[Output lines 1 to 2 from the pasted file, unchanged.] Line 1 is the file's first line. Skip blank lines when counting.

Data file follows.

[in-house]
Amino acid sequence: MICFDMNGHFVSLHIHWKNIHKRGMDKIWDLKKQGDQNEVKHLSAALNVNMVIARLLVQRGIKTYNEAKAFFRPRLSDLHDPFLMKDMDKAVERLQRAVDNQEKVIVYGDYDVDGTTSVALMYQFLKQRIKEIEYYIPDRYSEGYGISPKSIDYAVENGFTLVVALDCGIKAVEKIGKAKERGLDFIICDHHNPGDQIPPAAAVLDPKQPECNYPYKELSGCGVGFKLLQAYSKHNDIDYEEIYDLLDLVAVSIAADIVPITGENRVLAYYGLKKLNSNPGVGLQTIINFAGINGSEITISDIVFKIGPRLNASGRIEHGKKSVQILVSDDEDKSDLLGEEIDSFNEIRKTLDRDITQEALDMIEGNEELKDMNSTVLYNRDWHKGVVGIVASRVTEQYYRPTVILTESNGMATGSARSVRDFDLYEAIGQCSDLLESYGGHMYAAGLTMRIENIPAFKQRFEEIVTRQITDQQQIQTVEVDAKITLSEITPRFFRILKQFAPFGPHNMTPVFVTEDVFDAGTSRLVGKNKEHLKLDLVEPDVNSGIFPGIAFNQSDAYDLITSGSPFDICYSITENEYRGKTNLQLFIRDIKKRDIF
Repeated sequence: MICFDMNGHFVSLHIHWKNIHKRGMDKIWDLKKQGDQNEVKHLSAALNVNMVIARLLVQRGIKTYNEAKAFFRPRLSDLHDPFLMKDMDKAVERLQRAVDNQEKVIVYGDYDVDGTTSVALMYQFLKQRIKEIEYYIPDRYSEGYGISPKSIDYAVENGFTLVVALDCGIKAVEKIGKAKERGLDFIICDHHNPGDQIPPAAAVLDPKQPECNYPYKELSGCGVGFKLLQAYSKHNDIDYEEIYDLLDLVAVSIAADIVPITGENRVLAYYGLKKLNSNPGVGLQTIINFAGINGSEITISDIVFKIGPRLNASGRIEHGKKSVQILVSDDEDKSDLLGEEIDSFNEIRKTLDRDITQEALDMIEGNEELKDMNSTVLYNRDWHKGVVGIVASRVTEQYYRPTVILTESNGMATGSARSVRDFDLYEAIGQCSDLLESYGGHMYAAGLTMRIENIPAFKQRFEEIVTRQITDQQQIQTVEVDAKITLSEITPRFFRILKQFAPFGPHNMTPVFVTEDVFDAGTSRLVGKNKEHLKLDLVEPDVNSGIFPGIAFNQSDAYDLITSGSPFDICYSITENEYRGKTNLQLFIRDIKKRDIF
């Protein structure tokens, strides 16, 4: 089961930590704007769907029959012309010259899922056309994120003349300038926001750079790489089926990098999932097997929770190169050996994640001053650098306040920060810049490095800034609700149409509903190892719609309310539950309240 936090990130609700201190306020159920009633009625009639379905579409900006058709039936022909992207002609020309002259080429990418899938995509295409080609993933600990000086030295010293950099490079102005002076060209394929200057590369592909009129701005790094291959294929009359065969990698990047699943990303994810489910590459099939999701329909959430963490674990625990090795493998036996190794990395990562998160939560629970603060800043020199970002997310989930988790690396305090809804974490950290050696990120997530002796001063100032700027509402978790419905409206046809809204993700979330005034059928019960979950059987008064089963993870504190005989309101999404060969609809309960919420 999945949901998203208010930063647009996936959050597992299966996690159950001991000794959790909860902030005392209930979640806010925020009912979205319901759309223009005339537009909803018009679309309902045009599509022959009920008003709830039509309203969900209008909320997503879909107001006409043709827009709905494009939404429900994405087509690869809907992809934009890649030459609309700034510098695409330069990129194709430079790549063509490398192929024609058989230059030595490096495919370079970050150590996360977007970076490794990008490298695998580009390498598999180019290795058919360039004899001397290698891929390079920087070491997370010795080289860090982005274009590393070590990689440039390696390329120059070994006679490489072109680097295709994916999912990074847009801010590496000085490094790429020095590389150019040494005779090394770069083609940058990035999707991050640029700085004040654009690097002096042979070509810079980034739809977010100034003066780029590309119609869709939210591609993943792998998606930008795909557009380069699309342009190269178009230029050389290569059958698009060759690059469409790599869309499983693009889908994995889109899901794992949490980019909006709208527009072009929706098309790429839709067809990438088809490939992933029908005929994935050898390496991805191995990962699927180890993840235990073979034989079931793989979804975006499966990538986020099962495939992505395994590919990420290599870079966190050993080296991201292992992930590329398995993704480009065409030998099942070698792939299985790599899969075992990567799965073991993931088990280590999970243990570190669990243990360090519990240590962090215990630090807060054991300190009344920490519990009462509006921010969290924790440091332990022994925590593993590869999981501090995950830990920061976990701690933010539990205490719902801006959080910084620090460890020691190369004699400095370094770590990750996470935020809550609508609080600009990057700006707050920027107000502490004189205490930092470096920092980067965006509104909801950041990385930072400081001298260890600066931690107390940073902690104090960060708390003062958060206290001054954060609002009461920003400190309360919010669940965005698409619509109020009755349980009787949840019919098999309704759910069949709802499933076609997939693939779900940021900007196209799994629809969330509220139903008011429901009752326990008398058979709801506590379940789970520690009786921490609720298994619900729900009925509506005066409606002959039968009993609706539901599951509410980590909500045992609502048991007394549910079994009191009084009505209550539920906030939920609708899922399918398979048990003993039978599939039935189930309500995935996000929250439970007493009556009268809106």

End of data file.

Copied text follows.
[in-house]
Amino acid sequence: MICFDMNGHFVSLHIHWKNIHKRGMDKIWDLKKQGDQNEVKHLSAALNVNMVIARLLVQRGIKTYNEAKAFFRPRLSDLHDPFLMKDMDKAVERLQRAVDNQEKVIVYGDYDVDGTTSVALMYQFLKQRIKEIEYYIPDRYSEGYGISPKSIDYAVENGFTLVVALDCGIKAVEKIGKAKERGLDFIICDHHNPGDQIPPAAAVLDPKQPECNYPYKELSGCGVGFKLLQAYSKHNDIDYEEIYDLLDLVAVSIAADIVPITGENRVLAYYGLKKLNSNPGVGLQTIINFAGINGSEITISDIVFKIGPRLNASGRIEHGKKSVQILVSDDEDKSDLLGEEIDSFNEIRKTLDRDITQEALDMIEGNEELKDMNSTVLYNRDWHKGVVGIVASRVTEQYYRPTVILTESNGMATGSARSVRDFDLYEAIGQCSDLLESYGGHMYAAGLTMRIENIPAFKQRFEEIVTRQITDQQQIQTVEVDAKITLSEITPRFFRILKQFAPFGPHNMTPVFVTEDVFDAGTSRLVGKNKEHLKLDLVEPDVNSGIFPGIAFNQSDAYDLITSGSPFDICYSITENEYRGKTNLQLFIRDIKKRDIF